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Gary350
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Location: TN. 50 years of gardening experience.

How to save plants during the cold winter?

In the past my perenials die during the winter and I have to replant in the spring. Is there some way to save the perenials?

My soil is very dry with very good drainage in the summer. The soil has a lot of clay with a lot of lime stone and I have added about 50% compost to the soil. Nothing much will grow here but the herbs. It gets full sun about 60% of the day. In the summer it is very hot and dry and the herbs do very well here. In fall, winter and spring we have lots and lots of rain. We rarely get snow but it does get down in the 20s at night then 40s and 50s during the day.

My butterfly plant lived for 3 years here and died. I planted another butterfly plant and it lived 4 years and died. Other perenials ususally never come up the following spring.

Sweet potatos do very well here.
Last edited by Gary350 on Sun Sep 06, 2009 2:18 pm, edited 1 time in total.

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hendi_alex
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Location: Central Sand Hills South Carolina

I think that lots of perennials are subject to root rot during the winter, if the soil stays too wet. I know that butterfly bush succumbs to the problem, usually after a few seasons. Have also read such about Agastache and others that need well drained soil. Other perennials are 'tender' perennials and get killed when the temperatures drop down into the low 20's. Through trial and error I've gotten more plants that survive my particular yard's conditions, with the plants just left in the ground. For my favorite tender perennials, the solution has been the lift the plants, prune them heavily and move the plants into the greenhouse. I believe that you could actually lift the plants, let a light frost kill the plants back, and then place them under your house or in an unheated protected area like a garage. Just water them slightly from time to time to keep the roots from totally drying out, and then move the plants back out in the spring when the temperatures settle above freezing. Anyway, that might be worth a try.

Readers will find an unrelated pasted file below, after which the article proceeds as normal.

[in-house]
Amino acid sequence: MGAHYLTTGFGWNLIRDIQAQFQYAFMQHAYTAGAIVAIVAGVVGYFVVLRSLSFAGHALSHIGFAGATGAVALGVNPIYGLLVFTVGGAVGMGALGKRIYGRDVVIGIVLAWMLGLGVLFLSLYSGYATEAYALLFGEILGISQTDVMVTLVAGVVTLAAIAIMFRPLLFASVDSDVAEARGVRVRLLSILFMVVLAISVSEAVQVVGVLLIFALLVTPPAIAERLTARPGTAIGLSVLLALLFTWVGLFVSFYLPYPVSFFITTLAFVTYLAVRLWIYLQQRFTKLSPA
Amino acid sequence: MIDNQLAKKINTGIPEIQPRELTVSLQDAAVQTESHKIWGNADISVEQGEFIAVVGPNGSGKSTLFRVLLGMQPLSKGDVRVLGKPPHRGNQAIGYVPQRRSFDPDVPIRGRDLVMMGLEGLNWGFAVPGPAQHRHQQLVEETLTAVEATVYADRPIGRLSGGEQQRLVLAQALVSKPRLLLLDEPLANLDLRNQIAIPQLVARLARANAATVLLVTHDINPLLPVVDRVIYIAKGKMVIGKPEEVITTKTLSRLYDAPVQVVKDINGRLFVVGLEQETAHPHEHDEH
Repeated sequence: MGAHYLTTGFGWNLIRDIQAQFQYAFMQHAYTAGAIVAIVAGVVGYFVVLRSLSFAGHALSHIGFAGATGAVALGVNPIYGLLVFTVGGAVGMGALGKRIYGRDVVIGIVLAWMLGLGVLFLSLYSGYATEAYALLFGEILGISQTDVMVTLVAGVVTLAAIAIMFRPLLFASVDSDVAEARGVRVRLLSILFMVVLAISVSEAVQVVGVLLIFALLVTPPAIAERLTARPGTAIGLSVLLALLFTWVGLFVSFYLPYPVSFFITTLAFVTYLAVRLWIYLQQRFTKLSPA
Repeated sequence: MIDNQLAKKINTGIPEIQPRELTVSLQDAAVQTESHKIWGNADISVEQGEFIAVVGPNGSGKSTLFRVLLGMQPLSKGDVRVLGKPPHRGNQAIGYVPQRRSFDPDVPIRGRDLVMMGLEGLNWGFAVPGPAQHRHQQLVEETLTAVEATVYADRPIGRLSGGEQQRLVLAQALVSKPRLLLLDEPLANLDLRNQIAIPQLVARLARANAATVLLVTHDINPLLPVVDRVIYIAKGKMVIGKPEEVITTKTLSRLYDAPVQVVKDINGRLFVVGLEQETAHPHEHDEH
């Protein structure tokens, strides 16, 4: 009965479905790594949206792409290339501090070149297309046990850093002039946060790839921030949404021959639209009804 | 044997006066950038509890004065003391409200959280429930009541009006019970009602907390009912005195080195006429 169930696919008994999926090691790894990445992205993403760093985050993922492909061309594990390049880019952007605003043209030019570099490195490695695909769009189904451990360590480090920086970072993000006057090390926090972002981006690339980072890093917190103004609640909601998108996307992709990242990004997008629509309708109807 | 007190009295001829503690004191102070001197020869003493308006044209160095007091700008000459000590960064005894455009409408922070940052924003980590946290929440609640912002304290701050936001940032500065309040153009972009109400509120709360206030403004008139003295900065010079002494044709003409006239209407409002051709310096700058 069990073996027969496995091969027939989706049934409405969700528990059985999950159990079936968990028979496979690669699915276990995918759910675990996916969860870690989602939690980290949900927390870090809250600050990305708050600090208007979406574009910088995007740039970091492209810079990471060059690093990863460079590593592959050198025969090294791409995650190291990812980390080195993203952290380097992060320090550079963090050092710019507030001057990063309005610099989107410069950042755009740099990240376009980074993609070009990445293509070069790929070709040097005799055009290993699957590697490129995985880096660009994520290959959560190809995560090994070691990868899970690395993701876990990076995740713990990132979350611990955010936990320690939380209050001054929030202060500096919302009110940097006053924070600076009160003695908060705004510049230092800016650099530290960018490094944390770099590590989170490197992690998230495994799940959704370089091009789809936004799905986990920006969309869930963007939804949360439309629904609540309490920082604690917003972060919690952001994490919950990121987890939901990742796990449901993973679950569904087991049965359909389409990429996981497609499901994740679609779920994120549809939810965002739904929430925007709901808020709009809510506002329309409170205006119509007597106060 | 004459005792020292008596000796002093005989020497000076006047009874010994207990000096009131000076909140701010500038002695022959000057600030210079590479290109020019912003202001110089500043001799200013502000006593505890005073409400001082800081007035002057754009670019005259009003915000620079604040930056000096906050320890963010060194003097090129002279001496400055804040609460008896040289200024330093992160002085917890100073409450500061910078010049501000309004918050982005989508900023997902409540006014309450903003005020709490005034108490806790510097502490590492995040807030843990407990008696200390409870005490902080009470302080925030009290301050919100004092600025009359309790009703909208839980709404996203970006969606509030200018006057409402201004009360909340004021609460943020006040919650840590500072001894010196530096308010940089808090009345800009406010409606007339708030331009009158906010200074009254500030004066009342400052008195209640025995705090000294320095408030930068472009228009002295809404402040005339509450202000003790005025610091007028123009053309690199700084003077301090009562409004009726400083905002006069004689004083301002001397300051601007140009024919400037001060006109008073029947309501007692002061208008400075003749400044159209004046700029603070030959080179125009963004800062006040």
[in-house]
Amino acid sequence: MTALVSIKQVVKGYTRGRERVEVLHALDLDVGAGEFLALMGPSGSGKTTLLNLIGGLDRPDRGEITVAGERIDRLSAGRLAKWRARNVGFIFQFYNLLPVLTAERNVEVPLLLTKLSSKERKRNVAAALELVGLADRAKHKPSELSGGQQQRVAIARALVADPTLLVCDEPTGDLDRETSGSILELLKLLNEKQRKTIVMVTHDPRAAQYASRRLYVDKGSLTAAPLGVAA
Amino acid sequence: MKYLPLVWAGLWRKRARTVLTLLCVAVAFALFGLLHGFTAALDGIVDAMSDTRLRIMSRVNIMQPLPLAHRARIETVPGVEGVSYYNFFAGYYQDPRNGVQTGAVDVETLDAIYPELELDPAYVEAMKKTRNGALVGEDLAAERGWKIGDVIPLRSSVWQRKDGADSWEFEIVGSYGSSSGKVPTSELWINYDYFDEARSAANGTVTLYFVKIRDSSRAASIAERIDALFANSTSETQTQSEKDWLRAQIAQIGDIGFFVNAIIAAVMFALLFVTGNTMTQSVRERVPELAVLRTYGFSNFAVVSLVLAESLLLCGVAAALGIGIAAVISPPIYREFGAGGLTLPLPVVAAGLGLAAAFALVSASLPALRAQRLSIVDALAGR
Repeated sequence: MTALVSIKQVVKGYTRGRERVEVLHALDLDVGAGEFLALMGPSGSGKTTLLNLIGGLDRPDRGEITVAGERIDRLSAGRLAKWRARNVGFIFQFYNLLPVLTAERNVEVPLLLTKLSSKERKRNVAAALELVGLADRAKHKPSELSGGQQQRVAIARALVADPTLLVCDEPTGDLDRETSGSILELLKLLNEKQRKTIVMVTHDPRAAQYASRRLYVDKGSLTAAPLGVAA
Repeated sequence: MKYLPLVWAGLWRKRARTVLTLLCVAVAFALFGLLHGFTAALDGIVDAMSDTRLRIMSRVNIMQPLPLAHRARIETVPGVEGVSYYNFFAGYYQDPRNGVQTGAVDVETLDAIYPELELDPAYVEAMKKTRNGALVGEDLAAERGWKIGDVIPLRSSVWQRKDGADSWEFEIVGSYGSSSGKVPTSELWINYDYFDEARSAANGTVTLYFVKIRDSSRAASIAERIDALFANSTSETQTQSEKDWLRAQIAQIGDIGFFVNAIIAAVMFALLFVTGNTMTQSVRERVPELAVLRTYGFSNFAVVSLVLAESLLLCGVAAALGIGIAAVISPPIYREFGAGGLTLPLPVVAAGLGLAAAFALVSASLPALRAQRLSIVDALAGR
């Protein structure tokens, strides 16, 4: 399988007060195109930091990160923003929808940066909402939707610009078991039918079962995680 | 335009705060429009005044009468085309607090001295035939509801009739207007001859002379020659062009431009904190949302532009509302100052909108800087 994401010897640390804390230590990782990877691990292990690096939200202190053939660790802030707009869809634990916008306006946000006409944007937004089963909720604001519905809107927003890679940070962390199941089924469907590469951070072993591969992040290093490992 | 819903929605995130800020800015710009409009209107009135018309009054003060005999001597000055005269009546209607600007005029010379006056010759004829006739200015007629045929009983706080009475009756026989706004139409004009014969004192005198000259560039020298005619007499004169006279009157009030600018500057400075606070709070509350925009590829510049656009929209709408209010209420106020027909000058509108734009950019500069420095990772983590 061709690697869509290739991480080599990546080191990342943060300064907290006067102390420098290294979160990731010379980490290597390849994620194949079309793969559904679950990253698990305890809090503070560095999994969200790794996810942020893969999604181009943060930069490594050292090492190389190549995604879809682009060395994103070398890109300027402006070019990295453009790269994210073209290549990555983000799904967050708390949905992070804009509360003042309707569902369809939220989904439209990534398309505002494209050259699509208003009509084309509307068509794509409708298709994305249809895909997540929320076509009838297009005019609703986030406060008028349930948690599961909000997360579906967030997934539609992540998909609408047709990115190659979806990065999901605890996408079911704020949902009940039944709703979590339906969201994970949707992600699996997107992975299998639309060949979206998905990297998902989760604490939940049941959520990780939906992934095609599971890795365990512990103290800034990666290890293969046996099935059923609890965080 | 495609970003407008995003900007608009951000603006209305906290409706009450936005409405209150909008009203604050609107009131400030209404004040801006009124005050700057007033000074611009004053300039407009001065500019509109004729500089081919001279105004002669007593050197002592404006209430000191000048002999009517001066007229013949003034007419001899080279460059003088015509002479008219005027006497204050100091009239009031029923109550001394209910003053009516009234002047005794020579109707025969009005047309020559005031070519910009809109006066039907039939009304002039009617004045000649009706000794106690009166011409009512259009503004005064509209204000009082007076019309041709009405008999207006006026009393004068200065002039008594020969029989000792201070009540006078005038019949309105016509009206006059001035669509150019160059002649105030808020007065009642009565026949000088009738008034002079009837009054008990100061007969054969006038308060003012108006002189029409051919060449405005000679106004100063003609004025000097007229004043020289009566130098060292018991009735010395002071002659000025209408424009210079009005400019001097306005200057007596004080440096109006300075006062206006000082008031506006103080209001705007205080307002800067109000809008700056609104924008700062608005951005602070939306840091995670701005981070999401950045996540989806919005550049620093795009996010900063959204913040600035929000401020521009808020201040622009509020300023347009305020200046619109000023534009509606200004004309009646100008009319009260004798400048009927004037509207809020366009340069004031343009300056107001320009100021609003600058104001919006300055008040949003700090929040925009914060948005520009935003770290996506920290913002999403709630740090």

I currently move the more tender varieties of lantana, plumbago, penta, and a few other tender perennials inside for the winter.
Eclectic gardening style, drawing from 45 years of interest and experience. Mostly plant in raised beds and containers primarily using intensive gardening techniques.
Alex

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rainbowgardener
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Location: TN/GA 7b

perennials

Alex is right, it is trial and error and finding things that are adapted to your conditions. It helps to work with native plants, because they are most likely to BE adapted to your conditions.

Here's some suggestions for native wildflowers that do well in clay soils:

butterfly weed (milkweed), coreopsis, coneflower, helianthus (sunflower), liatris (gayfeather), brown eyed susan, black eyed susan, goldenrod (but watch out, I planted some then ended up pulling it because it was threatening to take over my yard).

Natives that aren't so specifically known for liking clay, but like moist conditions: goatsbeard, joepye weed, cardinal flower, great blue lobelia, obedient plant (also a pretty aggressive spreader), bee balm.

All of these are tough hardy plants that should do well for you.

Susan W
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Location: Memphis, TN

Great suggestions! I am in similar climate, and we are prone to wet winters. Some things don't make it. Some I consider short lived perennials (common sage and lavender can be in that category). A couple of suggestions besides trial and error. For me that is lots of trial and lots of error!

Whether your beds are raised or ground level, you need to add dirt and stuff every year. I use the cheaper top soil from the box store and some compost of whatever variety. Work this in to freshen the beds. Do this AFTER your plants have come back up in the spring!

Also mark where your plants are. Some still have some stalks, but others just vanish. You can use the plastic tag/marker that comes with the plant, a plastic picnic knife or something more sophisticated.

Hope this helps. We want a report come spring!
Have fun!
Susan

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rainbowgardener
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sage and lavender

Yup! Sage and lavender are Mediterranean plants that HATE to stay wet!

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